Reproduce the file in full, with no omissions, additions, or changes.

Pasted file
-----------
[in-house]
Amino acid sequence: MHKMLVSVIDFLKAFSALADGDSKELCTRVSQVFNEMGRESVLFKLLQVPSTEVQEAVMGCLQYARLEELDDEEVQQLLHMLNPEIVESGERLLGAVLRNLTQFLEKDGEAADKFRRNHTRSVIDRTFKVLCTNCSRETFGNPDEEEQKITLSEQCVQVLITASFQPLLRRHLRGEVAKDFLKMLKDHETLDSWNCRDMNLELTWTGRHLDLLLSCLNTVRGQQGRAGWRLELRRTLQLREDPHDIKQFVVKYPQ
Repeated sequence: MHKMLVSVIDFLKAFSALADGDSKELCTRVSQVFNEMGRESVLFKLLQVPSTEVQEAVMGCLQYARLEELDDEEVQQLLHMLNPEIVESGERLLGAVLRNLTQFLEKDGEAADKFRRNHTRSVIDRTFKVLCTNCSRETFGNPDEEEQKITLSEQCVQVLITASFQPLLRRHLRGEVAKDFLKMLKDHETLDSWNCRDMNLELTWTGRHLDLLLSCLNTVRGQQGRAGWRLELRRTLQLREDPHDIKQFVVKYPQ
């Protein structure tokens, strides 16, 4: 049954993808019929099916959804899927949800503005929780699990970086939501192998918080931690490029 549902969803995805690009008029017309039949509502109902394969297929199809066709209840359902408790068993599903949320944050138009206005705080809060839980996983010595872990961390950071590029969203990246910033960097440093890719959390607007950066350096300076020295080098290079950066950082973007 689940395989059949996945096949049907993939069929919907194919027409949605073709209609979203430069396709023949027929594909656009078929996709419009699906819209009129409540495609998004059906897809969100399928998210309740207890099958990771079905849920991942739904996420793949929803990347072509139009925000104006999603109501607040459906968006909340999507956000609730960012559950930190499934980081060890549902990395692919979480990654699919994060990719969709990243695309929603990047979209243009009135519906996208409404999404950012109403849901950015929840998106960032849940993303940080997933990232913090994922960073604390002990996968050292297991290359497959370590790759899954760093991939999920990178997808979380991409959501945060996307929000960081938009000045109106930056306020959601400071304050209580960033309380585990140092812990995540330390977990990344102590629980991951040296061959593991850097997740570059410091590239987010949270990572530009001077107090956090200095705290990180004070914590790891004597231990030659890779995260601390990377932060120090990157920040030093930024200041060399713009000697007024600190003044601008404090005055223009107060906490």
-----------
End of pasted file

[in-house]
Amino acid sequence: MHKMLVSVIDFLKAFSALADGDSKELCTRVSQVFNEMGRESVLFKLLQVPSTEVQEAVMGCLQYARLEELDDEEVQQLLHMLNPEIVESGERLLGAVLRNLTQFLEKDGEAADKFRRNHTRSVIDRTFKVLCTNCSRETFGNPDEEEQKITLSEQCVQVLITASFQPLLRRHLRGEVAKDFLKMLKDHETLDSWNCRDMNLELTWTGRHLDLLLSCLNTVRGQQGRAGWRLELRRTLQLREDPHDIKQFVVKYPQ
Repeated sequence: MHKMLVSVIDFLKAFSALADGDSKELCTRVSQVFNEMGRESVLFKLLQVPSTEVQEAVMGCLQYARLEELDDEEVQQLLHMLNPEIVESGERLLGAVLRNLTQFLEKDGEAADKFRRNHTRSVIDRTFKVLCTNCSRETFGNPDEEEQKITLSEQCVQVLITASFQPLLRRHLRGEVAKDFLKMLKDHETLDSWNCRDMNLELTWTGRHLDLLLSCLNTVRGQQGRAGWRLELRRTLQLREDPHDIKQFVVKYPQ
């Protein structure tokens, strides 16, 4: 049954993808019929099916959804899927949800503005929780699990970086939501192998918080931690490029 549902969803995805690009008029017309039949509502109902394969297929199809066709209840359902408790068993599903949320944050138009206005705080809060839980996983010595872990961390950071590029969203990246910033960097440093890719959390607007950066350096300076020295080098290079950066950082973007 689940395989059949996945096949049907993939069929919907194919027409949605073709209609979203430069396709023949027929594909656009078929996709419009699906819209009129409540495609998004059906897809969100399928998210309740207890099958990771079905849920991942739904996420793949929803990347072509139009925000104006999603109501607040459906968006909340999507956000609730960012559950930190499934980081060890549902990395692919979480990654699919994060990719969709990243695309929603990047979209243009009135519906996208409404999404950012109403849901950015929840998106960032849940993303940080997933990232913090994922960073604390002990996968050292297991290359497959370590790759899954760093991939999920990178997808979380991409959501945060996307929000960081938009000045109106930056306020959601400071304050209580960033309380585990140092812990995540330390977990990344102590629980991951040296061959593991850097997740570059410091590239987010949270990572530009001077107090956090200095705290990180004070914590790891004597231990030659890779995260601390990377932060120090990157920040030093930024200041060399713009000697007024600190003044601008404090005055223009107060906490």